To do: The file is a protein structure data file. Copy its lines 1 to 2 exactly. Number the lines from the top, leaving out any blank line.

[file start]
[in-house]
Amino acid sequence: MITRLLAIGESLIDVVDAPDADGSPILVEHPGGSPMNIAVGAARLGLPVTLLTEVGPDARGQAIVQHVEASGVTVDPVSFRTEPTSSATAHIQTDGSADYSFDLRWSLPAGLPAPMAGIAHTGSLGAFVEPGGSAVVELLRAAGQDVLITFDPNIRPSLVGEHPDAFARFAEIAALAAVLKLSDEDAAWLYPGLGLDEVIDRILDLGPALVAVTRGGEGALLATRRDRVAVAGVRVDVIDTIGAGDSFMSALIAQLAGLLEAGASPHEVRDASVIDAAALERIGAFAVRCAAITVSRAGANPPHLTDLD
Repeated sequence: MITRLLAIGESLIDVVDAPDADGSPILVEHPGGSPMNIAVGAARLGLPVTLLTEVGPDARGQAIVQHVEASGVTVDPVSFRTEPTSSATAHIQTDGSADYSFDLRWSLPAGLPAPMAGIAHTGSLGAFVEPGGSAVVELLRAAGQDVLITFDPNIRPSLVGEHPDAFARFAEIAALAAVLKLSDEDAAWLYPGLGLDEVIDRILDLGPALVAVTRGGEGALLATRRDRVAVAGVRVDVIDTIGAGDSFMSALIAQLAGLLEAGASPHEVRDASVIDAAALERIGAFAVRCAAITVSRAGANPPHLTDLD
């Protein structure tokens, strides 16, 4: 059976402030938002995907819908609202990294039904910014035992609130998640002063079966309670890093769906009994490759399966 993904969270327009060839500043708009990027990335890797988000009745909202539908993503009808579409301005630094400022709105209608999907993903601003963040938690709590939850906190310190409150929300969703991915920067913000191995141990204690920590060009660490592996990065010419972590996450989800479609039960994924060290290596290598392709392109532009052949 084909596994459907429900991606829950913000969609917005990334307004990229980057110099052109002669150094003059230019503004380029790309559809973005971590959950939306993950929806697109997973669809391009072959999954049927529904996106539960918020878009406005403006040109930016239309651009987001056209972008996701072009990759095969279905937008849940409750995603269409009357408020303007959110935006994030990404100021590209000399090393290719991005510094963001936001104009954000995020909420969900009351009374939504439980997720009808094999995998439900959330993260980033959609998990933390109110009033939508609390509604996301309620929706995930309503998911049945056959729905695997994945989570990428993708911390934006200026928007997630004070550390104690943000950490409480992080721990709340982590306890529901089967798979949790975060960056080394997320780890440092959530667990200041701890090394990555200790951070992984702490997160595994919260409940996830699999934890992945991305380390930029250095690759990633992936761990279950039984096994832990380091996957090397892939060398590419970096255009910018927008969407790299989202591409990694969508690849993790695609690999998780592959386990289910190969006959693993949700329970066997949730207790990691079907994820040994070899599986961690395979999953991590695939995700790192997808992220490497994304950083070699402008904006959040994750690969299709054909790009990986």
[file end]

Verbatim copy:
[in-house]
Amino acid sequence: MITRLLAIGESLIDVVDAPDADGSPILVEHPGGSPMNIAVGAARLGLPVTLLTEVGPDARGQAIVQHVEASGVTVDPVSFRTEPTSSATAHIQTDGSADYSFDLRWSLPAGLPAPMAGIAHTGSLGAFVEPGGSAVVELLRAAGQDVLITFDPNIRPSLVGEHPDAFARFAEIAALAAVLKLSDEDAAWLYPGLGLDEVIDRILDLGPALVAVTRGGEGALLATRRDRVAVAGVRVDVIDTIGAGDSFMSALIAQLAGLLEAGASPHEVRDASVIDAAALERIGAFAVRCAAITVSRAGANPPHLTDLD